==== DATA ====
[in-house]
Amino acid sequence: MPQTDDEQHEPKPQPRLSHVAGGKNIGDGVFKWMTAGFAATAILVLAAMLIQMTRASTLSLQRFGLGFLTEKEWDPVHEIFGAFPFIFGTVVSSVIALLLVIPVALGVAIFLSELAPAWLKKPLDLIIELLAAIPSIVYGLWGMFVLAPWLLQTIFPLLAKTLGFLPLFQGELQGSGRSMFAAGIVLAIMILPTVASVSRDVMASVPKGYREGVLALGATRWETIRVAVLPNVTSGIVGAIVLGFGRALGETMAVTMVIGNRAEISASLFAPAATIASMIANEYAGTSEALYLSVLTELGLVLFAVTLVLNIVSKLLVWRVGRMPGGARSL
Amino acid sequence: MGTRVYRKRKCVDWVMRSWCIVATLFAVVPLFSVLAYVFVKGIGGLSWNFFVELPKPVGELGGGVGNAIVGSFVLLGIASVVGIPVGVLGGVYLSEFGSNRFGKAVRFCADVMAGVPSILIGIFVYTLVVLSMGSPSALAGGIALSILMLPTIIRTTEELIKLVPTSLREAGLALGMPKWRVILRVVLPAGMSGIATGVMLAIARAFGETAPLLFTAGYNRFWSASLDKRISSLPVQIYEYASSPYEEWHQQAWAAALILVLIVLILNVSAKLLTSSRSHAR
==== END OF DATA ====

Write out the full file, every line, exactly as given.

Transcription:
[in-house]
Amino acid sequence: MPQTDDEQHEPKPQPRLSHVAGGKNIGDGVFKWMTAGFAATAILVLAAMLIQMTRASTLSLQRFGLGFLTEKEWDPVHEIFGAFPFIFGTVVSSVIALLLVIPVALGVAIFLSELAPAWLKKPLDLIIELLAAIPSIVYGLWGMFVLAPWLLQTIFPLLAKTLGFLPLFQGELQGSGRSMFAAGIVLAIMILPTVASVSRDVMASVPKGYREGVLALGATRWETIRVAVLPNVTSGIVGAIVLGFGRALGETMAVTMVIGNRAEISASLFAPAATIASMIANEYAGTSEALYLSVLTELGLVLFAVTLVLNIVSKLLVWRVGRMPGGARSL
Amino acid sequence: MGTRVYRKRKCVDWVMRSWCIVATLFAVVPLFSVLAYVFVKGIGGLSWNFFVELPKPVGELGGGVGNAIVGSFVLLGIASVVGIPVGVLGGVYLSEFGSNRFGKAVRFCADVMAGVPSILIGIFVYTLVVLSMGSPSALAGGIALSILMLPTIIRTTEELIKLVPTSLREAGLALGMPKWRVILRVVLPAGMSGIATGVMLAIARAFGETAPLLFTAGYNRFWSASLDKRISSLPVQIYEYASSPYEEWHQQAWAAALILVLIVLILNVSAKLLTSSRSHAR